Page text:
In most cases, people gain expertise through direct experience. This is not true when it comes to addiction, where legitimate expertise is derived from a lack of direct experience. There are many reasons for this, including cultural investment in educational prestige, faith in systems of authority, resentment of those who take their pleasure in what Derrida calls “an experience without truth,” and a distrust of addicts, who are “by class the most lying, scheming, dishonest group of patients.”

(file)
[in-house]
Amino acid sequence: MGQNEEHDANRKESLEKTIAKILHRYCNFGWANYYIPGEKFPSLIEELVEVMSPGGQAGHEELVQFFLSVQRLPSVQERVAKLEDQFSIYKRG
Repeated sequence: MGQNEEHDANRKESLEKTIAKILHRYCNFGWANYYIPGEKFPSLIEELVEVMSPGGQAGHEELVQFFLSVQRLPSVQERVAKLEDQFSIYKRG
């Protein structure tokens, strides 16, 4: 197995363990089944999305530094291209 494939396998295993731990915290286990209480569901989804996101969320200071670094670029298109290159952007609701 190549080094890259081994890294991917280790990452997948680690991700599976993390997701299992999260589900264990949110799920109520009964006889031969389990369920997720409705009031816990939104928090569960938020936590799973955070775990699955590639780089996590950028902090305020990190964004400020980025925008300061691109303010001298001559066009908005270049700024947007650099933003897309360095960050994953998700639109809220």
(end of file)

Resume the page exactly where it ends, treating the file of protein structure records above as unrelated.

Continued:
So when it comes to talking about addiction with any sort of legitimate authority, we generally turn to those with letters after their name rather than those with addiction in their background. The field of expertise has changed over time, from moral to legal to medical but, with very few exceptions, addicts have not been included in the cohort of experts.